Reading - June 2013

Syrup by Maxx Barry (1999)
One of the most enjoyable books I've read in a long time. Ostensibly a satire of marketing, it is actually a rom-com with a happy ending (I'm always a sucker for a happy ending), in the same way that The Office was actually a love story with a surface sheen of documentary. Nice and short too. Thanks Nat!
The Week (8 June 2013 / Issue 923)
The QI Book Of The Dead by John Lloyd & John Mitchison (2009)
This compendium of fun-sized biographies of the great and the good (and also some of the bad) is very much like its parent programme; choc-full of facts but a little bit wearing after a while. Interesting but more for dipping into than sitting down for a long read.
The Week (15 June 2013 / Issue 924)
Terminally Single by Katie Jenkins (1991)
Every now and then I like a book with a bit of romance and a guaranteed happy ending. For this, you can't beat a proper Mills & Boon. Sweet, unpretentious, feel-good fiction.
Memoirs Of A Fruitcake by Chris Evans (2011)
Breathless ride through the second half of Chris Evans' life so far. Very readable and good fun. You can't help feeling, though, that he really does have the most outrageous luck. Sure, he works hard for it, and is probably the pre-eminent broadcaster of his generation, but, really ...
The Perfect Neighbour by Nora Roberts (1999)
Pulp fiction? It's easy to regard genre romance novels as disposable, formulaic mush - much is - but if The Perfect Neighbour was made into a romcom, it would be a smash - even if it is a little reminiscent of Caroline In The City (I used to love that. But then who doesn't love Lea Thompson?) This is lovely; a proper plot, clear characterisation, no clunky, overly fact-filled dialogue (you know the type: "have you spoken to your brother the sculptor who just broke up with his girlfriend?"), and a good ending. But then Nora Roberts is a proper author and not just a housewife feeding the Silhouette machine.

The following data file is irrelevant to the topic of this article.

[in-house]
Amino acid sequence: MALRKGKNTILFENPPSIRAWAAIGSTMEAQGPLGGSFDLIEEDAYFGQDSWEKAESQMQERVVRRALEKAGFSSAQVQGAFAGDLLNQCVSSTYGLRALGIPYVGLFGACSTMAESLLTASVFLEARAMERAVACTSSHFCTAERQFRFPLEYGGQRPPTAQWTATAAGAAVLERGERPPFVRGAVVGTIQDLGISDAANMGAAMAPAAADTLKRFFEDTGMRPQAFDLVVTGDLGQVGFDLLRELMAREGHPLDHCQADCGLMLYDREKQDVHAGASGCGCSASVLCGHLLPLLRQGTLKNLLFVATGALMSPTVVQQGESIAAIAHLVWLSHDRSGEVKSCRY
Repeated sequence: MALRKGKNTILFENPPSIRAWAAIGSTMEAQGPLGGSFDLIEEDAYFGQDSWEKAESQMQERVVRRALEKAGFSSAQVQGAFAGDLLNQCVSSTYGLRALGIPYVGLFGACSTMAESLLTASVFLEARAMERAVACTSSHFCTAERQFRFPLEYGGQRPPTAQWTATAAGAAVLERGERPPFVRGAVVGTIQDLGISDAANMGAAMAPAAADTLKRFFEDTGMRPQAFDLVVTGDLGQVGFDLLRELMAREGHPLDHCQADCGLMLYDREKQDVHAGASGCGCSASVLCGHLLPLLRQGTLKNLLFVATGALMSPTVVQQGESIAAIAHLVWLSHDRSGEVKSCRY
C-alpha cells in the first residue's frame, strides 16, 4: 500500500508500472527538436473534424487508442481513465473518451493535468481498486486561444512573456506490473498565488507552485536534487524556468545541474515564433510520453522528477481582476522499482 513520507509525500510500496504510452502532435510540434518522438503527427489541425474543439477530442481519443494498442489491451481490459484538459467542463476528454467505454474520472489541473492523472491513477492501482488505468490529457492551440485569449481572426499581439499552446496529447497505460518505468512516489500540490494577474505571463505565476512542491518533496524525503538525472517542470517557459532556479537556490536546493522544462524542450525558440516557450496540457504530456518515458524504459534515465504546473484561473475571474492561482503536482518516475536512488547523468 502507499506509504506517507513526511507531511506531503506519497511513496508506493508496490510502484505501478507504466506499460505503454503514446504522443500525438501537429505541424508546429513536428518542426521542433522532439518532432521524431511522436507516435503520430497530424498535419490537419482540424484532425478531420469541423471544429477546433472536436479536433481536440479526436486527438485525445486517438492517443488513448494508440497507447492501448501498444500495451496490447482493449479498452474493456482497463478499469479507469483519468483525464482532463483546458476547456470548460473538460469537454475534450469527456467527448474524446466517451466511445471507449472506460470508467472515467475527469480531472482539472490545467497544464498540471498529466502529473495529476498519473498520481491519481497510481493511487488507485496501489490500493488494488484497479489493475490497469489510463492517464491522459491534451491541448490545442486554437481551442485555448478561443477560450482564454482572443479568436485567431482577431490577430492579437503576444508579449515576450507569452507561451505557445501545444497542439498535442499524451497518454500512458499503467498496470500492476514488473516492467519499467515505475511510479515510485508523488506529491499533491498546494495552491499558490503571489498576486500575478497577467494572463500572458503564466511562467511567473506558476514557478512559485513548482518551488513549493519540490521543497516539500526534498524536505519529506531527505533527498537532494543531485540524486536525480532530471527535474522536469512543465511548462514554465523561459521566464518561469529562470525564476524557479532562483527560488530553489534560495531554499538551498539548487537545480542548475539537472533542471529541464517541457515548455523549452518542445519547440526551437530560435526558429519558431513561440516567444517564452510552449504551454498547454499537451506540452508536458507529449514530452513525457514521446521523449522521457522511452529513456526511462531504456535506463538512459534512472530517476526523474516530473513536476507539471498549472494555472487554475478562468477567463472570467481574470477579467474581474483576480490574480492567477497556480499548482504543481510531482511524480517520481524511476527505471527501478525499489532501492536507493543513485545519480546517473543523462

How Mumbo-Jumbo Conquered The World by Francis Wheen (2004)
Francis Wheen's definition of "mumbo-jumbo" gets broader the further he gets into the book. By the end it encompasses any viewpoint he disagrees with. In general I am sympathetic to most of his views and he puts his points across with concision and passion, but a more honest title would have been "How Political Opinions I Consider To Be Incorrect Have Achieved More Widespread Acceptance Than I Am Comfortable With".
A1: Portrait Of A Road by Jon Nicholson (2000)
Mildly diverting for half an hour, this collection of photographs doesn't seem to capture much of the sense of the road itself. Potentially an interesting concept fumbled, somewhat, I feel. And I'm no expert, but I don't rate the composition of the pictures much either.
The Week (22 June 2013 / Issue 925)
Guitarist (August 2013 / Issue 370)
The Week (29 June 2013 / Issue 926)



Little Boots

I have a vague association in my mind of Little Boots with the eighties synth revivalists, and given how much I enjoyed La Roux's debut album, I dug this out. Turned out I've actually had this album for a while but somehow never listened to it before now.

Once again we have all the obvious electropop influences: nicely tinny drum samples, buzzing synth tones and glistening echoes; songs with big singalong choruses. However if you didn't know any better you would be more inclined to categorise this with contemporary pop/dance. It illustrates just how much influence the giants like Depeche Mode or The Human League have on music today, and it doesn't need a self-conscious decision to revive them. "New In Town" or "Click" could easily be Girls Aloud (although I'm fairly certain you won't find Phil Oakey guesting on one of their albums any time soon, as he does here on "Symmetry"). "Remedy" or "Stuck On Repeat" wouldn't be out of place on Eurovision (and would have won, no problem). It's all very, very polished and very, very commercial.